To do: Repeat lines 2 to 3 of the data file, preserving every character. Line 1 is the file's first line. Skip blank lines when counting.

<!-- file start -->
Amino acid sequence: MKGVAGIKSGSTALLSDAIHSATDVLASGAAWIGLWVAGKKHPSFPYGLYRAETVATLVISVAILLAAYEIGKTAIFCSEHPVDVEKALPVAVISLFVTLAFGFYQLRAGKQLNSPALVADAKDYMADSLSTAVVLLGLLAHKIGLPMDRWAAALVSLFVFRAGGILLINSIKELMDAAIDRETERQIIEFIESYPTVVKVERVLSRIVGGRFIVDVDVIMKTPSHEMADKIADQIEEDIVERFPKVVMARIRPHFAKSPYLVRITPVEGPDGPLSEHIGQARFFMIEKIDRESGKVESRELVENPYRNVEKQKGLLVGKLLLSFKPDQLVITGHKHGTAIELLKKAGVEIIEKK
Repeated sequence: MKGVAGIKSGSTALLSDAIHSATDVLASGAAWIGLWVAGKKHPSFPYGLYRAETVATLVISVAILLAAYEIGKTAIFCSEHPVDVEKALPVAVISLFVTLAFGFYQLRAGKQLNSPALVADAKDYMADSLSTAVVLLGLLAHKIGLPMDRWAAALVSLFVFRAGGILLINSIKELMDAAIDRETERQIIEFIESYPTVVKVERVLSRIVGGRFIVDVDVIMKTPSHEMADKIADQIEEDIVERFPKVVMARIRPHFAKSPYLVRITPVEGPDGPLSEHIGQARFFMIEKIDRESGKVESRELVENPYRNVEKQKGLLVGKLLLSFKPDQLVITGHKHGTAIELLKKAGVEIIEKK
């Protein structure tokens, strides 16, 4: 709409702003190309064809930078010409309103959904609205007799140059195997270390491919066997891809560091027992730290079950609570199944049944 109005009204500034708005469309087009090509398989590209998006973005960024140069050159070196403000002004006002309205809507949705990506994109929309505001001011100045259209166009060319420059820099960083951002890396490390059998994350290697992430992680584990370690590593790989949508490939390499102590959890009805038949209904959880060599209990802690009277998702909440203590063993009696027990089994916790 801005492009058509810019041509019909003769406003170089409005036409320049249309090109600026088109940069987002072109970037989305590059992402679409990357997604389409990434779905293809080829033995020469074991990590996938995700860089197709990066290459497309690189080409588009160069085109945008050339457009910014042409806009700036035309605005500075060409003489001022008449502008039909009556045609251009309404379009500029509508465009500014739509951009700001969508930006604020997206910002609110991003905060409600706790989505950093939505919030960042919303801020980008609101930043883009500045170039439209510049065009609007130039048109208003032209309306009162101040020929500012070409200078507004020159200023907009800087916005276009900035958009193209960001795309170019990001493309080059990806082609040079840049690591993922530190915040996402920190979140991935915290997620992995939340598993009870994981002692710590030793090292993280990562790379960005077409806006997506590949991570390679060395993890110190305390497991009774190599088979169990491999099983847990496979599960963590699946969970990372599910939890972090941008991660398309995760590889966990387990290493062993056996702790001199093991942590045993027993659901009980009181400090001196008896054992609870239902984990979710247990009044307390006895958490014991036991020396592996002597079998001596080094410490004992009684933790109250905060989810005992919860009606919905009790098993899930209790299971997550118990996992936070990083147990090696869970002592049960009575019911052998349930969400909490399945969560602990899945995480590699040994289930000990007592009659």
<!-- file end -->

Repeated sequence: MKGVAGIKSGSTALLSDAIHSATDVLASGAAWIGLWVAGKKHPSFPYGLYRAETVATLVISVAILLAAYEIGKTAIFCSEHPVDVEKALPVAVISLFVTLAFGFYQLRAGKQLNSPALVADAKDYMADSLSTAVVLLGLLAHKIGLPMDRWAAALVSLFVFRAGGILLINSIKELMDAAIDRETERQIIEFIESYPTVVKVERVLSRIVGGRFIVDVDVIMKTPSHEMADKIADQIEEDIVERFPKVVMARIRPHFAKSPYLVRITPVEGPDGPLSEHIGQARFFMIEKIDRESGKVESRELVENPYRNVEKQKGLLVGKLLLSFKPDQLVITGHKHGTAIELLKKAGVEIIEKK
């Protein structure tokens, strides 16, 4: 709409702003190309064809930078010409309103959904609205007799140059195997270390491919066997891809560091027992730290079950609570199944049944 109005009204500034708005469309087009090509398989590209998006973005960024140069050159070196403000002004006002309205809507949705990506994109929309505001001011100045259209166009060319420059820099960083951002890396490390059998994350290697992430992680584990370690590593790989949508490939390499102590959890009805038949209904959880060599209990802690009277998702909440203590063993009696027990089994916790 801005492009058509810019041509019909003769406003170089409005036409320049249309090109600026088109940069987002072109970037989305590059992402679409990357997604389409990434779905293809080829033995020469074991990590996938995700860089197709990066290459497309690189080409588009160069085109945008050339457009910014042409806009700036035309605005500075060409003489001022008449502008039909009556045609251009309404379009500029509508465009500014739509951009700001969508930006604020997206910002609110991003905060409600706790989505950093939505919030960042919303801020980008609101930043883009500045170039439209510049065009609007130039048109208003032209309306009162101040020929500012070409200078507004020159200023907009800087916005276009900035958009193209960001795309170019990001493309080059990806082609040079840049690591993922530190915040996402920190979140991935915290997620992995939340598993009870994981002692710590030793090292993280990562790379960005077409806006997506590949991570390679060395993890110190305390497991009774190599088979169990491999099983847990496979599960963590699946969970990372599910939890972090941008991660398309995760590889966990387990290493062993056996702790001199093991942590045993027993659901009980009181400090001196008896054992609870239902984990979710247990009044307390006895958490014991036991020396592996002597079998001596080094410490004992009684933790109250905060989810005992919860009606919905009790098993899930209790299971997550118990996992936070990083147990090696869970002592049960009575019911052998349930969400909490399945969560602990899945995480590699040994289930000990007592009659």